Wednesday, July 14, 1983
TWENTY SIX DAYS FROM THE LIFE OF DOSTOYEVSKY (Dvadtsat shest dney iz zhizni Dostoevskogo). Written by Vladimir Vladimirov and Pavel Finn. Music by Irakli Gabeli. Directed by Alexander Zarkhi. Running time: 87 minutes. Rated Mature entertainment. In Russian with English subtitles.
IT'S NOT JUST CALIFORNIA film school graduates who are nostalgic for the dream factories of yore. Mosfilm, the biggest movie studio in the Soviet Union, is making the kind of pictures that used to be made at M-G-M.
Take Alexander Zarkhi’s Twenty Six Days in the Life of Dostoyevsky, for example. Though thoroughly Russian, it is scripted, paced and cast like a Hollywood biopic from the 1940s.
The time is October, 1866. “Poor Fyodor,” says a mourner at a funeral. “First his wife, and now his brother.”
Historically, those particular deaths occurred in 1864. The idea, of course, is to set up the situation concisely — Dostoyevsky (Anatoly Solonitsyn) is despondent, debt-ridden and up against an impossible publisher’s deadline — and then get on with the story.
A friend suggests that Fyodor might just make his deadline with the help of a stenographer. The girl who arrives at his door is Anna Grigorievna Snitkin (Evgenia Sim Simonova), a spunky 19-year-old who is in awe of the great man.
Hollywood, in its heyday, would have given us Spencer Tracy and June Allyson. Zarkhi, who has been a feature filmmaker since 1930, takes essentially the same approach, offering us an entertainment that is less literary history than a larger-than-life romance.
Anna sees the crotchety novelist as "lonely . . . old. I think he’s 45.”
For him, she’s a badly needed tonic.
With her help and encouragement, he channels his unhappiness into a new novel, The Gambler. Completed in just 26 days, it tells the story of the gambling addiction that has put him in poverty’s way.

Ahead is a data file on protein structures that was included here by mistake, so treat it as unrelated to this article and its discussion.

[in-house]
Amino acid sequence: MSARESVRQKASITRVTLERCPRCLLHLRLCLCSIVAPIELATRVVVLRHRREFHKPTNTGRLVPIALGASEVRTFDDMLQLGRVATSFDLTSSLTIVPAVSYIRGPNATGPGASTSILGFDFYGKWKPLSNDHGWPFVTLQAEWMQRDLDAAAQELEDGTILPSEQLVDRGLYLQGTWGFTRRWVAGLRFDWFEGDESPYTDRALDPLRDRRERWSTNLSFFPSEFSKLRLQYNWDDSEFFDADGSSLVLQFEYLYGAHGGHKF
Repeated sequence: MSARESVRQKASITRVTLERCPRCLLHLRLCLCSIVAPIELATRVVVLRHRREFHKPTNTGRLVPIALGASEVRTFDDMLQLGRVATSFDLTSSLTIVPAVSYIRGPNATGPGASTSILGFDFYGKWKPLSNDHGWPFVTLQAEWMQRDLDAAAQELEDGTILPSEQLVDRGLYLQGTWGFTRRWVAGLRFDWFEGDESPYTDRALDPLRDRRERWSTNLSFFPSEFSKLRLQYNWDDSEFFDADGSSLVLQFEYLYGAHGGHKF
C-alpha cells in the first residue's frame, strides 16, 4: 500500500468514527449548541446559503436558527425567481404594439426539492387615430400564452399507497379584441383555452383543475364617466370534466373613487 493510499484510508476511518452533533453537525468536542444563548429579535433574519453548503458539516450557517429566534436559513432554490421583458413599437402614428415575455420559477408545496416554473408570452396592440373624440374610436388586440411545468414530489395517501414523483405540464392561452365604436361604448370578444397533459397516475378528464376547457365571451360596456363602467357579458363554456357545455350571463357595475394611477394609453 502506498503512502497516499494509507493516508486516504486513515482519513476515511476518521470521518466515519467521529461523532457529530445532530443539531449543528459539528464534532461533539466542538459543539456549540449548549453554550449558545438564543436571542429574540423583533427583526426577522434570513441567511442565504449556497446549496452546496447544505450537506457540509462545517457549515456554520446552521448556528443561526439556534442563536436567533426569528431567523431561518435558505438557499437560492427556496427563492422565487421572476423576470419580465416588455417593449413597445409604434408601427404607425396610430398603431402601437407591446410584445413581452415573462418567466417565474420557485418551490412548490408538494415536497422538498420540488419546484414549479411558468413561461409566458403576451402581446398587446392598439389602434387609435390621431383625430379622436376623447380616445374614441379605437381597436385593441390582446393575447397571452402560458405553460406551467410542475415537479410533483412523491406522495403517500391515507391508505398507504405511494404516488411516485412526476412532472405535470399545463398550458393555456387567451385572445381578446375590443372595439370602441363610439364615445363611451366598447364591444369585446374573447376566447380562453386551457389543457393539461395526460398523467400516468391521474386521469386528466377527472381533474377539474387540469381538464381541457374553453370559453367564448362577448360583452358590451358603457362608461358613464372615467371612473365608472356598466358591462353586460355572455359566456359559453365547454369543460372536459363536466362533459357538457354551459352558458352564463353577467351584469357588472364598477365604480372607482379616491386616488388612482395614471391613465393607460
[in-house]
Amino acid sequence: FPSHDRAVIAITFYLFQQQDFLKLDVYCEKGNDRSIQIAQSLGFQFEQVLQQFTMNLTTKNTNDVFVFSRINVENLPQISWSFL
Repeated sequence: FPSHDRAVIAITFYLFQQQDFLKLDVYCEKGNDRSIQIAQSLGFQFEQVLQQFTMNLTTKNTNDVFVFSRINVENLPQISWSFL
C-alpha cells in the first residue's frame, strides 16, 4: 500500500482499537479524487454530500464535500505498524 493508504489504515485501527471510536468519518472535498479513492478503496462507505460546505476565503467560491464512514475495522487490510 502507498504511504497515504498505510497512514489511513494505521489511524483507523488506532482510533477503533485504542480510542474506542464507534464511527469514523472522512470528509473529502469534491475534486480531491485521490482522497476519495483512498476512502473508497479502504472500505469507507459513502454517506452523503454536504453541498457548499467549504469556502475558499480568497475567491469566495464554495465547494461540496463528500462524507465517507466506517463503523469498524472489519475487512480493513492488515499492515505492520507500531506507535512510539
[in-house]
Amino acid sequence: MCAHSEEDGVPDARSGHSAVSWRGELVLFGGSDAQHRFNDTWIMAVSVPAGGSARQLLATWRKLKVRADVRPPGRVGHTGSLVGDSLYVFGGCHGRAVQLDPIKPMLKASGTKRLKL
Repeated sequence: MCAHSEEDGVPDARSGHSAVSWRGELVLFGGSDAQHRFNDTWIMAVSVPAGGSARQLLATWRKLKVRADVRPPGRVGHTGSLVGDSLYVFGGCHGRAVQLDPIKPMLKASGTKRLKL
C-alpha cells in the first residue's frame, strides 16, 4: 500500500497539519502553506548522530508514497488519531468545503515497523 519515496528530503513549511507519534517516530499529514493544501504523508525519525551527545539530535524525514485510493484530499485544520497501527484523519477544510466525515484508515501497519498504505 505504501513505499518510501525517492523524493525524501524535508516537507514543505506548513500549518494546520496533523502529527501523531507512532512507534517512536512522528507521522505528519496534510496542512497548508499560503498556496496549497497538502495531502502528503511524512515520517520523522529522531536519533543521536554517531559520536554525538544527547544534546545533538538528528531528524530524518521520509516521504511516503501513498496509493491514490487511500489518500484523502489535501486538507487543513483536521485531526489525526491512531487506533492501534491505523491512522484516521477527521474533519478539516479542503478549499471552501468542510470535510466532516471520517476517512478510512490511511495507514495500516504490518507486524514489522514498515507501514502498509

The film is lit, for the most part, like one of Isaac Brodsky’s Soviet Realist paintings, giving Twenty Six Days a properly Russian look. Zarkhi’s handling of his material, on the other hand, is downright American.
The above is a restored version of a Province review by Michael Walsh originally published in 1983. For additional information on this archived material, please visit my FAQ.
Afterword: It was easy to think of Mosfilm, the Moscow-based Soviet moviemaker, as Russia’s M-G-M. In fact, its founding predated that of the American studio, the corporate result of the 1924 merger of Metro Pictures, Goldwyn Pictures and Louis B. Mayer Pictures. Mosfilm was established in 1920, the result of the 1919 nationalization of the studios founded by Russian film pioneers Aleksandr Khanzhonkov and Joseph Ermoliev. As it turned out, the Soviet state and Hollywood’s moguls were in complete agreement when it came to harnessing cinematic creativity. Both believed that corporate concentration was the way to go. I can imagine Mayer nodding approvingly when Vladimir Lenin declared that “while the people are illiterate, the most important forms of art for us are cinema and circus.”
Though the M-G-M tale is a familiar one to film buffs, Mosfilm’s full story remains to be told in English. We know bits of it, because its early history includes the works of cinema great Sergei Eisenstein, director of such landmark features as 1925’s The Battleship Potemkin, Alexander Nevsky (1936) and the two-part Ivan the Terrible (1944/1946). Yet to be fully chronicled are the fraught years of 1941 to 1944, when the German Wermacht laid siege to Moscow, and Mosfilm was evacuated to Alma-Ata in Kazakhstan.
The studio came to international prominence again in the 1960s with the emergence of such talents as King Lear director Grigori Kozintsev (Hamlet; 1964), Sergei Bondarchuk (War and Peace; 1966-67) and Andrei Tarkovsky (Andrei Rublev; 1966). LINK <> In 1972, the latter director’s adaptation of Stanislaw Lem’s novel Solaris proved that Soviet science fiction could be as stunningly stupefying as that of Stanley Kubrick’s collaboration with Arthur C. Clarke, 2001: A Space Odyssey.
After a decade of disastrous business decisions, M-G-M filed for bankruptcy in 2010. The entity that re-emerged seven weeks later was a spent force historically. By contrast, Mosfilm survived the dissolution of the Soviet Union and returned to private ownership. It was still in business as of last Monday (June 1, 2020), when the London-base architect Stanton Williams announced that it has been contracted to design a new, 30,000 square metre building for the century-old company.
Soviet Cinema: Features in today’s Russian-language film package include director Andrei Tarkovsky’s 1966 historical epic Andrei Rublev, Alexander Zarkhi’s 1981 biographical romance Twenty Six Days from the Life of Dostoyevsky, Pyotr Todorovsky’s 1983 drama Wartime Romance, and Viatcheslav Krishtofovitch’s 1990 domestic comedy Adam’s Rib.